The descent off of Salt River is fun.  It is a wide highway with long, sweeping curves that allow you to really let loose.  Since my legs were still a little fatigued, I let the team go on the descent at 40 mph.  I figured that we would regroup at the base and pedal into Afton together.  However, I was dismayed to see my team about a quarter mile ahead of me when I came out of the tuck of my descent.  They had jumped onto a group of other riders and were pedaling away.  I dropped into an aero position with the intent of trying to catch up but that was when the headwind hit me.

There would be no catching up with this head wind.

I finally soloed into Afton, exhausted and infuriated.  My team never waited for me and as a result I had expended precious energy bucking a headwind mostly by myself.  I tossed my helmet onto the ground as I approached my team already recovering in the park.  I thought I was done and I was ready to quit this so-called team.  I sat down and began to indignantly eat through my weariness.  Fortunately, my self-control returned just prior to my ability to coherently communicate so I was able to restrain myself from expressing my consternation in a manner that I would later regret.

We rolled out of Afton as a team.  I realized that my appreciation of landscapes was declining in direct proportion to the accumulation of miles.  Beyond 120 miles, I had to remind myself to periodically look up and behold the beautiful country that we were cycling through.  We were now focused more on the 8:30 PM cutoff time.  One team member abandoned the ride in Alpine so we were down to three.

I was concerned about the cut-off time so I took the majority of the pulls after Alpine.  I had gotten my second wind and was feeling pretty strong.  I pulled our group through the out-skirts of Jackson, Wyoming, accumulating slower riders who jumped on as we passed them.  I took a break after a particularly long pull, falling behind my two remaining teammates.  While I was still recovering, we passed over a drainage grate when I heard twang-clank-clank.  I wasn’t sure what happened but everything seemed fine and the sun was setting.  So, we pedaled on.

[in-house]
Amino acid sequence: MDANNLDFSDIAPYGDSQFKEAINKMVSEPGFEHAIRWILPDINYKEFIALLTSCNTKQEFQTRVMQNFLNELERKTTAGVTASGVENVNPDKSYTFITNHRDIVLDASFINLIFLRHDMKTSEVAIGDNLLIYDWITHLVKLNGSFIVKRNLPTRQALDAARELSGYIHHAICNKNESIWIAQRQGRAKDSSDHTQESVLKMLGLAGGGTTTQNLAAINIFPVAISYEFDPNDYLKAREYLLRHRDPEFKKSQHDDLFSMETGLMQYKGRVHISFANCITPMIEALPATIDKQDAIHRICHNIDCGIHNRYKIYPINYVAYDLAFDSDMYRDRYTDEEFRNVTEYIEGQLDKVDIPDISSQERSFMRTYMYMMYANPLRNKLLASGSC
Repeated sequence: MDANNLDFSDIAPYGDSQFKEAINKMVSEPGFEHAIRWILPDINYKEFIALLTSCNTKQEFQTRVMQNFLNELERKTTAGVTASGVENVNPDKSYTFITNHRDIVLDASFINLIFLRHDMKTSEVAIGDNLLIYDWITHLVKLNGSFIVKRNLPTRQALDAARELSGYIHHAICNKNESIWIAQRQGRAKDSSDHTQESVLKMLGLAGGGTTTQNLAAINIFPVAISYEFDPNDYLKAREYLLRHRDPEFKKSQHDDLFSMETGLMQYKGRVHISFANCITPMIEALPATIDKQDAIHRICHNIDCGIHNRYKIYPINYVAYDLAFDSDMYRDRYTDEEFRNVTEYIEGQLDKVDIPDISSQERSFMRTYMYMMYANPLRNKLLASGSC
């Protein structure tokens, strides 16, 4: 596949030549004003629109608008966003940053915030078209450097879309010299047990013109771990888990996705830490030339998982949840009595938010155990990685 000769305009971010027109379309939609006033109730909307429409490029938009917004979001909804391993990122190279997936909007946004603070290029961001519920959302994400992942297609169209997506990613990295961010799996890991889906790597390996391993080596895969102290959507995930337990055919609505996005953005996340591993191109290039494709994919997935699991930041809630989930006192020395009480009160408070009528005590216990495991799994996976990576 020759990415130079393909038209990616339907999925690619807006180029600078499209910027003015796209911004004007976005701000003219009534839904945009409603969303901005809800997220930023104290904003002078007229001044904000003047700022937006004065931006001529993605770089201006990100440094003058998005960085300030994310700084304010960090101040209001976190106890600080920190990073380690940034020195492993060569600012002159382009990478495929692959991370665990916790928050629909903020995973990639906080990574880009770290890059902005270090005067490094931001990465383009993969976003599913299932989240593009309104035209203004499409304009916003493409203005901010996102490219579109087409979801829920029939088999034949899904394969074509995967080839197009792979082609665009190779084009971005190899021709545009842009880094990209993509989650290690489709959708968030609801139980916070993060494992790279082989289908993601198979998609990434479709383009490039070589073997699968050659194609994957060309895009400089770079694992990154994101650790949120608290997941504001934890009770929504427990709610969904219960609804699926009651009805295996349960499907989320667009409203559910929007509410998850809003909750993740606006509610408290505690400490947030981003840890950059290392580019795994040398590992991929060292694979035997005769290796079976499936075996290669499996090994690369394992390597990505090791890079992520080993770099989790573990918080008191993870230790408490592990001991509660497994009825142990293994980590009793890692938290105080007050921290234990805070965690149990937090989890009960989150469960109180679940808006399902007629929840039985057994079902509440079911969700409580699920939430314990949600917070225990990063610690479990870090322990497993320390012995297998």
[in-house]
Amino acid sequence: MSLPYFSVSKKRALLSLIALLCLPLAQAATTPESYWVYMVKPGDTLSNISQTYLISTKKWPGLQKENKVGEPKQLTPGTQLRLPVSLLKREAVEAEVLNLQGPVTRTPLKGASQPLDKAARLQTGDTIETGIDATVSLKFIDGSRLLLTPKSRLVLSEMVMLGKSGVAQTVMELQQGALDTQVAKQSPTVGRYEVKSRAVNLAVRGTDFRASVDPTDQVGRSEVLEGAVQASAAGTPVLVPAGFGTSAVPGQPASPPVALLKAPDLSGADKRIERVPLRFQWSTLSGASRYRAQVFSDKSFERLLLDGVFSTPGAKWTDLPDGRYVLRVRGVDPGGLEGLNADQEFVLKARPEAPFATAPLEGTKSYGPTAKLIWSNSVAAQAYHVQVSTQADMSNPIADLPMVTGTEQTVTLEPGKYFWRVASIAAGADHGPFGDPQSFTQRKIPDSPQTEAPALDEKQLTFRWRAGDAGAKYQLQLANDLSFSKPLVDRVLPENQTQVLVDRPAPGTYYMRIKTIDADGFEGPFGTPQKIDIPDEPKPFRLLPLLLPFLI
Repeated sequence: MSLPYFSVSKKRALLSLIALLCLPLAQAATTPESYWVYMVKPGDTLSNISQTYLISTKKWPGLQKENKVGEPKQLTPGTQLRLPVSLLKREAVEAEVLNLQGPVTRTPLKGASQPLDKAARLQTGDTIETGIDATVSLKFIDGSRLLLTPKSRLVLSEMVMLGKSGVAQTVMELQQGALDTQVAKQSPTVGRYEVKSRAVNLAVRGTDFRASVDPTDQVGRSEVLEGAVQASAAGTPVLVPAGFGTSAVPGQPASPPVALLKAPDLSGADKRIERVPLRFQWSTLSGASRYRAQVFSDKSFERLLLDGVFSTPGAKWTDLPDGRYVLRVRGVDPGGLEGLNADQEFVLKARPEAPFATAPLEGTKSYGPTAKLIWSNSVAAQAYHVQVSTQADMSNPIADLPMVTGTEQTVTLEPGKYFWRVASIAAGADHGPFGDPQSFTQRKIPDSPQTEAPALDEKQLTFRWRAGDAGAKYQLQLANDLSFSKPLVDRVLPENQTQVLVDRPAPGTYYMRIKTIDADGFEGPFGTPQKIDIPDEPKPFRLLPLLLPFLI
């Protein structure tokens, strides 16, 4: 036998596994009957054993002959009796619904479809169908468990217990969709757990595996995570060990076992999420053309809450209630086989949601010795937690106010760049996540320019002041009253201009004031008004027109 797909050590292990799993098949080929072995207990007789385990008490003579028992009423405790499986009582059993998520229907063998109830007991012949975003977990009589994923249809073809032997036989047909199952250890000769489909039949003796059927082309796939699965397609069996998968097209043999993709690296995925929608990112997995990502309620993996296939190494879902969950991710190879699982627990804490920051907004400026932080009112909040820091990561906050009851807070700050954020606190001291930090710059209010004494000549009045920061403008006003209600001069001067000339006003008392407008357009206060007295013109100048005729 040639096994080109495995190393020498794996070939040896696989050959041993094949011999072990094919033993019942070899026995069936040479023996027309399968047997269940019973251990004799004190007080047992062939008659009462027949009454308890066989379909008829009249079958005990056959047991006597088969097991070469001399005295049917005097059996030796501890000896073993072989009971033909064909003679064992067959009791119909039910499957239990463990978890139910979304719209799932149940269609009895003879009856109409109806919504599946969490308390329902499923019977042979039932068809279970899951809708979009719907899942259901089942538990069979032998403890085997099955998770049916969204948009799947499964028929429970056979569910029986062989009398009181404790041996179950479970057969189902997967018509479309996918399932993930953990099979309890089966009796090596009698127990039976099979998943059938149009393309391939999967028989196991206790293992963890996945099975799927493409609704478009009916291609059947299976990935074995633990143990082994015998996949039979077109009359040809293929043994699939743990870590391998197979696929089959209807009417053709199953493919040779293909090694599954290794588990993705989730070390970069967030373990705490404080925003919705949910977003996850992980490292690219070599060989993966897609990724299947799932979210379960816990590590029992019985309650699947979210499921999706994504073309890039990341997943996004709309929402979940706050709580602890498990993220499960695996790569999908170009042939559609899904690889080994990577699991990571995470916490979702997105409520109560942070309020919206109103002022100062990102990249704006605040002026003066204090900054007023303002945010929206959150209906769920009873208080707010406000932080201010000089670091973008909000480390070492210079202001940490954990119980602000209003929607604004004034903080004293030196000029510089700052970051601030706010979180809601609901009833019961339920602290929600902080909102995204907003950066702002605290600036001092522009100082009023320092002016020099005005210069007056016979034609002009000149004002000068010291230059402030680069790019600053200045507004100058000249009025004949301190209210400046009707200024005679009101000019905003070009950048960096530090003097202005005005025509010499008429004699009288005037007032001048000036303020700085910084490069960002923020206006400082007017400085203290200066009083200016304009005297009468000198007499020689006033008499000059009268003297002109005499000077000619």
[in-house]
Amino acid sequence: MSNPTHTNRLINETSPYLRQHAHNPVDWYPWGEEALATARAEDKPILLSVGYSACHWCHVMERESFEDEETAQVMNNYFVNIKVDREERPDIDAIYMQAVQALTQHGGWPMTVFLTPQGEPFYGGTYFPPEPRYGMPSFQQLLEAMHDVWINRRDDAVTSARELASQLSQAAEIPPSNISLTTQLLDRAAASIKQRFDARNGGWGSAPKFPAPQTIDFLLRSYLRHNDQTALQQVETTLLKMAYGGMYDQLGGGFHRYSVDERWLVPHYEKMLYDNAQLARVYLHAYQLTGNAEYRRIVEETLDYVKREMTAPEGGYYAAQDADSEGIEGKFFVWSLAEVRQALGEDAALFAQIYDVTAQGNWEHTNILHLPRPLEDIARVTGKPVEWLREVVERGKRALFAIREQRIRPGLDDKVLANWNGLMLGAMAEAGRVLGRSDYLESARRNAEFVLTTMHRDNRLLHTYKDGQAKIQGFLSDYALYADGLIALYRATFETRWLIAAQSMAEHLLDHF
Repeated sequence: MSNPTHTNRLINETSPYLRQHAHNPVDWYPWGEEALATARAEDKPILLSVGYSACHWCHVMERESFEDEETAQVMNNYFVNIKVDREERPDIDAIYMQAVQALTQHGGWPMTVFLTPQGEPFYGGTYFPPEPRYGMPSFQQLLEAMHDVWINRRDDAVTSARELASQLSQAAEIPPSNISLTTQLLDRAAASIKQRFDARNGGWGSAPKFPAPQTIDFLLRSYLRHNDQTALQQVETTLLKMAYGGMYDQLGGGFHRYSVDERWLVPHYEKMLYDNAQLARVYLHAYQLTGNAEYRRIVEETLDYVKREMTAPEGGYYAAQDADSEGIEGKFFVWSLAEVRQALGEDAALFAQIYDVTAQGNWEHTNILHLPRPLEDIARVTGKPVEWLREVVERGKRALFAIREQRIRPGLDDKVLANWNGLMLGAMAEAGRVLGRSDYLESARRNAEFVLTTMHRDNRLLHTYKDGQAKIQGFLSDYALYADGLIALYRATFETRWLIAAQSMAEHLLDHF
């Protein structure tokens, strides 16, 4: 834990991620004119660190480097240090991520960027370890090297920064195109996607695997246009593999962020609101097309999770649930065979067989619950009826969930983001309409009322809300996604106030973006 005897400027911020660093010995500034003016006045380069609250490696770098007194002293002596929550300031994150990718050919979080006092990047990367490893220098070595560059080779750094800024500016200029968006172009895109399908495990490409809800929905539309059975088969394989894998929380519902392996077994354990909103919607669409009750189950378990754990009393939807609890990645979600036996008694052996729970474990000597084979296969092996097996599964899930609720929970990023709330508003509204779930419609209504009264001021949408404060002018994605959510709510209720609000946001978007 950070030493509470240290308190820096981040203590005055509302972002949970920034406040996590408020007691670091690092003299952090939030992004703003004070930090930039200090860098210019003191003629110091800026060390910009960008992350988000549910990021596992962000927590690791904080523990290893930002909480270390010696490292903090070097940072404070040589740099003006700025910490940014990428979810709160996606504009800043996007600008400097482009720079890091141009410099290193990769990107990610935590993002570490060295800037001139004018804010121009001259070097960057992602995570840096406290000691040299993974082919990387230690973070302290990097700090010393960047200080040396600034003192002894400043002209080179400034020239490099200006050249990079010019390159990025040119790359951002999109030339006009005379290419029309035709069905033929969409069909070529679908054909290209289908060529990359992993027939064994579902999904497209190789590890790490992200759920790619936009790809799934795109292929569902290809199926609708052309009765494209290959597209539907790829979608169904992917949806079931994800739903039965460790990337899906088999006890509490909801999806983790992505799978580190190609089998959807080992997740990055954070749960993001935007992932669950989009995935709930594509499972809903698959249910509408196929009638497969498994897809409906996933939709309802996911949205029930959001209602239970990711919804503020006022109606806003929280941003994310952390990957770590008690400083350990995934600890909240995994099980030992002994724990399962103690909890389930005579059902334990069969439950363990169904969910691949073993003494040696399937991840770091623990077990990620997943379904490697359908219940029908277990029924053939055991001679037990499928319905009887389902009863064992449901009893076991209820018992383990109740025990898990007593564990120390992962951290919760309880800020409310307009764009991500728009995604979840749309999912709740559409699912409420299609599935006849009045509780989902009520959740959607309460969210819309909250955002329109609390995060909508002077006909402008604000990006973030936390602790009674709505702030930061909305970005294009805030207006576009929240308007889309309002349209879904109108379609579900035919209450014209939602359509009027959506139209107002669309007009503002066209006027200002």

I realized something was wrong when my turn to pull came.  Pedaling had become really hard.  I was struggling to keep the pace of my team.  I fell to the back and did everything I could to just hang onto the wheel ahead of me.  The sun was going down and my team members turned on their headlights.  I didn’t have one.

We approached a slower rider and my team accelerated around them.  I tried to go when it was my turn but I didn’t have anything left.  It was taking all of my effort to just keep the pedals moving.  They were quickly 100 yards ahead and I had no voice.  I watched the light of their headlights flicker into the distance.  They had left me, again.

I rode on alone doing everything I could to maintain 12 mph worried that they were going stop me due to the darkness.  I surmised that I had expended too much energy trying to get us to Jackson before sunset and was now tanking out.  The last fifteen miles to the finish line were the hardest I have ever pedaled.